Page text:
2014 Spring Ani Soghomonian Temple in Spain

A Taste of Culture

Cathedral in Oviedo

This past weekend, I was trying to recover from a cold, so I decided to stay local and spend some more time with my host family. I’m happy I stayed because I got to know some traditions of Oviedo better. On Saturday, I spent a good amount of the day cooking two different meals with my host mom. The first thing I told her when I got to Oviedo was, “I want to learn how to cook!” So there we were. First, we cooked tortilla, which in Spain is not the thin flatbread that we call tortilla in the United States. Tortilla is finely chopped potatoes and onions mixed into beaten eggs, and then fried. It is so simple and delicious that I might even be able to cook it on my own!…big statement. Next, we made fritos, which is made by chopping up apples and putting them into a homemade batter. After that, you fry it. It’s an easy way to a healthy, tasty fruit into a delightful, less healthy pastry! You can make these with anything inside, not just apples! Mariluz is very particular about the way she does things, so it was a little nerve-wracking as she was watching me put the batter into the scorching hot pan of oil. But I got through it and enjoyed it with the family later.  Not only did I learn how to make these foods, but it gave me a chance to improve my vocabulary. She would give me instructions and ask me to get things out of the refrigerator for her, and if I didn’t know what she was asking me for, she would help me out.

Tortilla and Fritos
When I first started living here with my host parents (it’ll be a month this Saturday!?), I found that it was really difficult to understand my host dad, José, and my host sister. I really thought that after a few weeks, I’d get used to the way they speak, but I still don’t feel like I can understand them that well. This is not so much because of a language barrier, but because of the way they speak. For a native speaker, it’s probably not a problem to understand them. But when I ask them to repeat themselves, they speak the same way. This is one thing that is really challenging for me right now. I want to join their conversations, but sometimes I just have no idea what they are even talking about. Asking “what?” after every sentence gets old really fast–for everyone involved. But, I know that I need to put thoughts like that aside and remind myself that the only way I’m going to learn is if I keep asking. I don’t have as many problems understanding my host mom, unless it is a vocabulary issue, because she speaks more clearly. I’m still hopeful that this aspect of communication will improve.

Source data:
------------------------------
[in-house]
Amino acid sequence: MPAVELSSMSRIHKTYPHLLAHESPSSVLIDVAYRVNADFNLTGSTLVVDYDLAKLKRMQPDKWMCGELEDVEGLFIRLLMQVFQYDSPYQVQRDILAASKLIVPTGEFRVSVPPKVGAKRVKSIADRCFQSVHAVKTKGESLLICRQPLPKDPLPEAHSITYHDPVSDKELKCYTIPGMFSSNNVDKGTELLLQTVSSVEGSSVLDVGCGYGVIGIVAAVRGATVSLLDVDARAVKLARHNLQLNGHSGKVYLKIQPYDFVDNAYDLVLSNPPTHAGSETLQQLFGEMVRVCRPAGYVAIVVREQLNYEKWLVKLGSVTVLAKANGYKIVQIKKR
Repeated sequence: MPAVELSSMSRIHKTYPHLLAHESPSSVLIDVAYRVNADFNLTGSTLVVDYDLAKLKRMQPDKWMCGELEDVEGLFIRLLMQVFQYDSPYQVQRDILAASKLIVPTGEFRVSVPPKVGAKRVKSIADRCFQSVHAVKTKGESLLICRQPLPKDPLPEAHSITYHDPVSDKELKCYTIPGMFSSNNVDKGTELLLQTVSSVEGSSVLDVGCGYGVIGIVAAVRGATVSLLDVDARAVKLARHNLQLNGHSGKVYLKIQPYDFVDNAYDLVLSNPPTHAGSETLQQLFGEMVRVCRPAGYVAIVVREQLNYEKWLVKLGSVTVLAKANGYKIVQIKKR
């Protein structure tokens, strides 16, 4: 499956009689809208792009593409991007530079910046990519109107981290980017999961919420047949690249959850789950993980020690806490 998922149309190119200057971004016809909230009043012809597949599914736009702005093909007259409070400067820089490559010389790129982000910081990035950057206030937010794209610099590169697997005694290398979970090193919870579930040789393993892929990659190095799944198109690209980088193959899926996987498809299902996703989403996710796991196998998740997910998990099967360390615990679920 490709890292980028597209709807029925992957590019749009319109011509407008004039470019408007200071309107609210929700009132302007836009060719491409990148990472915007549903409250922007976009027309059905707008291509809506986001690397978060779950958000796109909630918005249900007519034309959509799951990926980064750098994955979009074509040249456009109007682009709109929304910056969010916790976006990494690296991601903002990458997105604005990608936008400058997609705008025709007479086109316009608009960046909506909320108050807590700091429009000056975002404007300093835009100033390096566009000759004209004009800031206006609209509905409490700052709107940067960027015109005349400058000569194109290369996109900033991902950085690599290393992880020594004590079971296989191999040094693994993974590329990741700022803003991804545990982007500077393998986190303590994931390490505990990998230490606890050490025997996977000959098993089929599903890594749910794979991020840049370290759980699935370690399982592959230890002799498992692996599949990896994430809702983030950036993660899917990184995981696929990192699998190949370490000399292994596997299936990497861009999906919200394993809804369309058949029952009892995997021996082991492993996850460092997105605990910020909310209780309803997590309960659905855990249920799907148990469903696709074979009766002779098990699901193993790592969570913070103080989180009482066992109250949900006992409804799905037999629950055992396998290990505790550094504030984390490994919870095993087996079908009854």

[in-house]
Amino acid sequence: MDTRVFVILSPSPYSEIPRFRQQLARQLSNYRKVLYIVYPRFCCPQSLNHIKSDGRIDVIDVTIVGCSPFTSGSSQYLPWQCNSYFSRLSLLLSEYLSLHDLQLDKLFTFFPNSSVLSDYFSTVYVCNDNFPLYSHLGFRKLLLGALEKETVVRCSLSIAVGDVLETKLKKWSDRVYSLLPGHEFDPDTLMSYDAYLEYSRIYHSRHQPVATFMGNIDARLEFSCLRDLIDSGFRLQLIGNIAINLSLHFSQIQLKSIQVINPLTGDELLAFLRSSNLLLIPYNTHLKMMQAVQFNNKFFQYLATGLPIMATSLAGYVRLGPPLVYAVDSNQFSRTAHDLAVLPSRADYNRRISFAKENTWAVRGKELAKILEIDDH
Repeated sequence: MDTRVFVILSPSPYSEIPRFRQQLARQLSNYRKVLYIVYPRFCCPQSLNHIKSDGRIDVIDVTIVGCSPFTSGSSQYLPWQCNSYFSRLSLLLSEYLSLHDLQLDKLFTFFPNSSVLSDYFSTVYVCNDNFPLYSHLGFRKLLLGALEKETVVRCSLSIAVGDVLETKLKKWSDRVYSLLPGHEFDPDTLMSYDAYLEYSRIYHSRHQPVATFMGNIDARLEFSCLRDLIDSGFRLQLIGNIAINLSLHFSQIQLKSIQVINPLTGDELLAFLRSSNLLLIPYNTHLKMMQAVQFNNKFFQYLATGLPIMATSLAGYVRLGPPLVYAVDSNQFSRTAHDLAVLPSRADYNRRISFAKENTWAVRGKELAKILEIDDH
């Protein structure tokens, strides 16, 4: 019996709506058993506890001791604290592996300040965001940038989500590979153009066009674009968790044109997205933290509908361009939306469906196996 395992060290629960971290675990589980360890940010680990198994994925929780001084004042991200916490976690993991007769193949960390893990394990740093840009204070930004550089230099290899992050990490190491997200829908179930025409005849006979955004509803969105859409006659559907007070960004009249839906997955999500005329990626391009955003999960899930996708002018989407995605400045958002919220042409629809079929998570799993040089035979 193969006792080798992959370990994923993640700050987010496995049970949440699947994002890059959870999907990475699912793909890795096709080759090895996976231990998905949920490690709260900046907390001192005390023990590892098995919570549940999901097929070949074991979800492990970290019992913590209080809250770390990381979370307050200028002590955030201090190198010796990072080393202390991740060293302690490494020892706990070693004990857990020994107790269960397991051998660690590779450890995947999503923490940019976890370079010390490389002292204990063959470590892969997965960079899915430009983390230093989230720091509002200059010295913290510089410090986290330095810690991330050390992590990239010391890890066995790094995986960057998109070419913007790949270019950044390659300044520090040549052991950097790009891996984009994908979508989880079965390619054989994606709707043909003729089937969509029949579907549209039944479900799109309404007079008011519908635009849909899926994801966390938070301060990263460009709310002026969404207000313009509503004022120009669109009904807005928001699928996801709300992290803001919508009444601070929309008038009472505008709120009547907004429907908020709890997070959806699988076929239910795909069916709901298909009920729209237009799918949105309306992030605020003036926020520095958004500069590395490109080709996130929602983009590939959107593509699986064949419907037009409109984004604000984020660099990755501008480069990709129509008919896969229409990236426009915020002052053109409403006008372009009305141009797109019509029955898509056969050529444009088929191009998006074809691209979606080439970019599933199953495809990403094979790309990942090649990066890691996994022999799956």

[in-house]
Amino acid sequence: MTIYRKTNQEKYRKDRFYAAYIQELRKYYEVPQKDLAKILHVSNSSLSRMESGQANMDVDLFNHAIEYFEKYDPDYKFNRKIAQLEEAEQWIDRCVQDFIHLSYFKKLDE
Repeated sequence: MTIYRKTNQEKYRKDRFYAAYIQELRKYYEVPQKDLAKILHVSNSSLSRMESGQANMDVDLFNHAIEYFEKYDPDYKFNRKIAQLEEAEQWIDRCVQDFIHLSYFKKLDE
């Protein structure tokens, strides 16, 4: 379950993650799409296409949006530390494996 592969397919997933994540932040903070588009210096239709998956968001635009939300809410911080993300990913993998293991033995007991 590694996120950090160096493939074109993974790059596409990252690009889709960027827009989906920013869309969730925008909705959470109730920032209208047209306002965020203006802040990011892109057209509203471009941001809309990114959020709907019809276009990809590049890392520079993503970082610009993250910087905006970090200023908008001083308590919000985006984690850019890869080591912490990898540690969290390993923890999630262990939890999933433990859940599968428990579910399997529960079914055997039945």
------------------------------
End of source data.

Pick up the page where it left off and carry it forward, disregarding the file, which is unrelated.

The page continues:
Mercado del Fontán,
Outside of the house, my friend and I went to Mercado del Fontán, which is an outdoor market here in Oviedo that is set up every Sunday. It has practically anything you would want and more! They sell clothing and shoes (some used, some new), fresh flowers, antiques, books, and toys…just to name a few. I’ve been told that there is also a section where they sell fresh foods and produce, but we must have missed that part. There will be plenty of opportunities to go back and scope it out, though. The streets were overwhelmingly packed with people trying to bargain and snatch some good deals. I aspire to be able to successfully bargain in Spanish…maybe one day. You could spend hours looking around, but I mainly just wanted to go and see what it was all about since it is something that I have learned about in my society and culture class.

There is a lot to look forward to later this week, including our second dinner with Jaime, and a trip to Galicia! More to come in a few days:)

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